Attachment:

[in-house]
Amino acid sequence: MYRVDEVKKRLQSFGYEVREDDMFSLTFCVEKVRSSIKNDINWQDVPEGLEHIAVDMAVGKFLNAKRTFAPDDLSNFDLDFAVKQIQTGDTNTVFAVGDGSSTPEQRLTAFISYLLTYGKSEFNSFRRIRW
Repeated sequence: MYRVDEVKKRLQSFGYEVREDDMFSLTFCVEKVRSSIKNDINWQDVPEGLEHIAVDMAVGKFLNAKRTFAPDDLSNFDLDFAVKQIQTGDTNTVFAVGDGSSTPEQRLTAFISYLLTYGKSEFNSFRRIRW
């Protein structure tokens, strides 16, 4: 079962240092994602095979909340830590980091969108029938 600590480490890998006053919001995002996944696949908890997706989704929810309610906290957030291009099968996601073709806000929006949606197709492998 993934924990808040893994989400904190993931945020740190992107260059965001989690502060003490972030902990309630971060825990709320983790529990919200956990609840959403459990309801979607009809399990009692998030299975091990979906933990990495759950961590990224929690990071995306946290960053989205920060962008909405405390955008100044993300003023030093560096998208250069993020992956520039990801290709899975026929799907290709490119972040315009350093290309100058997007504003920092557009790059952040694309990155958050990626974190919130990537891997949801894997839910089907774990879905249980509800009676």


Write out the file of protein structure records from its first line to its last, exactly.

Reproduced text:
[in-house]
Amino acid sequence: MYRVDEVKKRLQSFGYEVREDDMFSLTFCVEKVRSSIKNDINWQDVPEGLEHIAVDMAVGKFLNAKRTFAPDDLSNFDLDFAVKQIQTGDTNTVFAVGDGSSTPEQRLTAFISYLLTYGKSEFNSFRRIRW
Repeated sequence: MYRVDEVKKRLQSFGYEVREDDMFSLTFCVEKVRSSIKNDINWQDVPEGLEHIAVDMAVGKFLNAKRTFAPDDLSNFDLDFAVKQIQTGDTNTVFAVGDGSSTPEQRLTAFISYLLTYGKSEFNSFRRIRW
């Protein structure tokens, strides 16, 4: 079962240092994602095979909340830590980091969108029938 600590480490890998006053919001995002996944696949908890997706989704929810309610906290957030291009099968996601073709806000929006949606197709492998 993934924990808040893994989400904190993931945020740190992107260059965001989690502060003490972030902990309630971060825990709320983790529990919200956990609840959403459990309801979607009809399990009692998030299975091990979906933990990495759950961590990224929690990071995306946290960053989205920060962008909405405390955008100044993300003023030093560096998208250069993020992956520039990801290709899975026929799907290709490119972040315009350093290309100058997007504003920092557009790059952040694309990155958050990626974190919130990537891997949801894997839910089907774990879905249980509800009676």